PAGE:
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Leica M: hands-on photos, video and preview of the $7,000 rangefinder

Leica M: hands-on photos, video and preview of the $7,000 rangefinder


The Leica M breaks with a few long-held company traditions to bring 1080p video, a Live View mode, and all-new Max CMOS sensor to the heralded rangefinder lineup.

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Like fellow luxury brand Porsche, Leica keeps the design of its products almost painfully uniform across generations. The all-new Leica M, successor to the M9, maintains that tradition faithfully, sticking to a bulky brass and magnesium construction that's as heavy as it is reassuring in the hand. The few external changes you might notice are an enlarged 3-inch 920k-dot LCD on the back, an anonymous button on the front to let you activate Live View Peaking, and a dedicated movie-recording button. Yes, this Leica rangefinder has a Live View mode and 1080p video recording!

Unlike its ascetically restrained external tweaks, Leica has really overhauled the innards of its new M series camera. Gone is the beloved CCD sensor of the M9, to be replaced by a new 24-megapixel, full-frame Max CMOS sensor — produced by Belgian supplier CMOSIS, but designed specifically for Leica — which works together with the so-called Maestro processor to support the new HD video mode while maintaining the famous Leica image quality. Or so the company tells us. As usual with pre-release camera hardware, we weren't allowed to take away any sample images or video, but the responsiveness of the camera as a whole was easy to see and appreciate.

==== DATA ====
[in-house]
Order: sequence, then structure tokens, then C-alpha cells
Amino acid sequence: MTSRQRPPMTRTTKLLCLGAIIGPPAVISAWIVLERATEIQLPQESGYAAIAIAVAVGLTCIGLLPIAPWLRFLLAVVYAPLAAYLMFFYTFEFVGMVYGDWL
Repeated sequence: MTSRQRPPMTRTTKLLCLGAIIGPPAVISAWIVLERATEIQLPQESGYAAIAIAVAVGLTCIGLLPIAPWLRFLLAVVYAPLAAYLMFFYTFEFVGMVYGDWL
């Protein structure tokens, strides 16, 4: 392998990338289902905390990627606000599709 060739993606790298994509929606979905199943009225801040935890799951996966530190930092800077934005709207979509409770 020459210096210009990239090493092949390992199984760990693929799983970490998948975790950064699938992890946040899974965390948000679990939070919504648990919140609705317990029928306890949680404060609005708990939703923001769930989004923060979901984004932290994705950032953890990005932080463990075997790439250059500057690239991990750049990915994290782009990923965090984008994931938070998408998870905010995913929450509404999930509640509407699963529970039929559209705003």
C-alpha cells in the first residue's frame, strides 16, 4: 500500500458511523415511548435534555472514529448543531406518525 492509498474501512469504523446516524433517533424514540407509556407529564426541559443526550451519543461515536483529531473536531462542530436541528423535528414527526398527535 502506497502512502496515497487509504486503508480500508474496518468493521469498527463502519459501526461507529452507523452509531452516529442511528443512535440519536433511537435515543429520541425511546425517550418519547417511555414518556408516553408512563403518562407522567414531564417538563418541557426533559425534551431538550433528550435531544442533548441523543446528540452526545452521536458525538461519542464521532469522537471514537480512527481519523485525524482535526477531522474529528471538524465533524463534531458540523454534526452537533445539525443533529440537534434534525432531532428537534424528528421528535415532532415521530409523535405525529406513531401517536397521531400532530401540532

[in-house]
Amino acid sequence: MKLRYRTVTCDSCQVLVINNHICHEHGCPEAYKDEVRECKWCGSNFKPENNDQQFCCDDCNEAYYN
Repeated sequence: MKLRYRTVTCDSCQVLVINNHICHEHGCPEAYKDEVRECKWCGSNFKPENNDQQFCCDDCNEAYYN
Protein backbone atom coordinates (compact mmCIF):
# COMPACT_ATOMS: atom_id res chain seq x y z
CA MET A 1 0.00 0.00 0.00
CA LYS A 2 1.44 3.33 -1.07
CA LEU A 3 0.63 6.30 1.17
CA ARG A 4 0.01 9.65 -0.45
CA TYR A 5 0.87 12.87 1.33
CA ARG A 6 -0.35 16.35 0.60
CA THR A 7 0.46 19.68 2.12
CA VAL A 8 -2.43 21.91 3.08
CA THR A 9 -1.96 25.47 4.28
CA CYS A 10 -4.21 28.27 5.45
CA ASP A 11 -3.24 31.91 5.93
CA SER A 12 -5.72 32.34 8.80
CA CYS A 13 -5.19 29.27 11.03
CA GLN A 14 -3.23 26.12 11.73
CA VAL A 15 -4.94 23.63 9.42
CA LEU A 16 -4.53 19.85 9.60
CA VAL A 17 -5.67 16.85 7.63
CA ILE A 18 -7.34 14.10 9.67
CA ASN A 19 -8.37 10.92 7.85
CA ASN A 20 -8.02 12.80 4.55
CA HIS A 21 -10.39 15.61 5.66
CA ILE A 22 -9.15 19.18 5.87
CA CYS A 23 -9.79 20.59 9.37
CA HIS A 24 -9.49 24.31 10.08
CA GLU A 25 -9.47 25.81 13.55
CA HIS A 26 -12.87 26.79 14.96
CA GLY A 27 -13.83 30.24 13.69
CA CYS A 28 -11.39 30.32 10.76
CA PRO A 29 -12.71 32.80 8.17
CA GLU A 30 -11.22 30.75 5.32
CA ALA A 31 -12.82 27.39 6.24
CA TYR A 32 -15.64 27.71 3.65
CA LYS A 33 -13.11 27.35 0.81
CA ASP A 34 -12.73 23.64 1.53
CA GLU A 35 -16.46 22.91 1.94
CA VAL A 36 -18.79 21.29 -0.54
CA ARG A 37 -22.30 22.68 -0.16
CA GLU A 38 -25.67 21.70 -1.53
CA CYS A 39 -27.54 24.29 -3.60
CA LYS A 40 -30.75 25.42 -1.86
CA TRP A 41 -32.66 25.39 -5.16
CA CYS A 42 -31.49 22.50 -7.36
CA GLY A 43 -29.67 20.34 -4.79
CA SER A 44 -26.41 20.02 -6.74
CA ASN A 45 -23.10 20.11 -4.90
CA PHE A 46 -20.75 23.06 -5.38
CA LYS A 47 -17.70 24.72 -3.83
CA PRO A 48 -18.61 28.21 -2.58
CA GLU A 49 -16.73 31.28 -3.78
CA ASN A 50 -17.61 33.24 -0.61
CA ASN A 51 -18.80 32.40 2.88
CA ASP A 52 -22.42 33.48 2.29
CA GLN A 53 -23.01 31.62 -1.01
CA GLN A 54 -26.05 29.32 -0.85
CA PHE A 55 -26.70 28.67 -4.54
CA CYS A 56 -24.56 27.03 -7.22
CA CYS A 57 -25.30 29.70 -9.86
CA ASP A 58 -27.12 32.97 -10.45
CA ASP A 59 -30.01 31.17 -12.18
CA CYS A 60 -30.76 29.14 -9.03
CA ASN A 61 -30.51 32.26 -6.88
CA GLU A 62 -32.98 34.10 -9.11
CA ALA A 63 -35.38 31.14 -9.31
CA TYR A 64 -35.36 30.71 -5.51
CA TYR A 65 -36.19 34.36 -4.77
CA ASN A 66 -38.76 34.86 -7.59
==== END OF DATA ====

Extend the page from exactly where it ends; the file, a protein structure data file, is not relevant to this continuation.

Leica M hands-on photos


Everything about the Leica M feels refined and obsessively thought-out. Even the sound of the shutter is subtle and unobtrusive, while the control scheme is quite idiosyncratic, but sensibly laid out. The new Peaking option in Live View highlights your in-focus area with a red outline, and is additionally enhanced with a Live View Zoom, which lets you zoom in up to 10x on the rear display to get a really granular look at how sharp your focus is. Both are immediately useful additions to what feels like a well-implemented Live View mode. Turning video recording on and off, capturing photos, and browsing through your recorded media were tasks that the Leica M handled quickly and adroitly.

As usual with Leica, we can find little cause to complain about its latest product — other than the price, of course. A $6,950 price in the US for just the body places this rangefinder far outside most people's budgets. For that price, you can purchase a trio of Nikon D600s or Canon 6Ds, the latest full-frame DSLRs from the famed Japanese brands. Neither will give you the same sense of handling a sumptuous piece of exclusive hardware that the Leica will — nor access to the same set of exquisite lenses — but both seem like far saner options for the photographer with a budget. For those who won't bother to ask about the price, the Leica M looks like it'll be a damn fine option when it goes on sale in early 2013.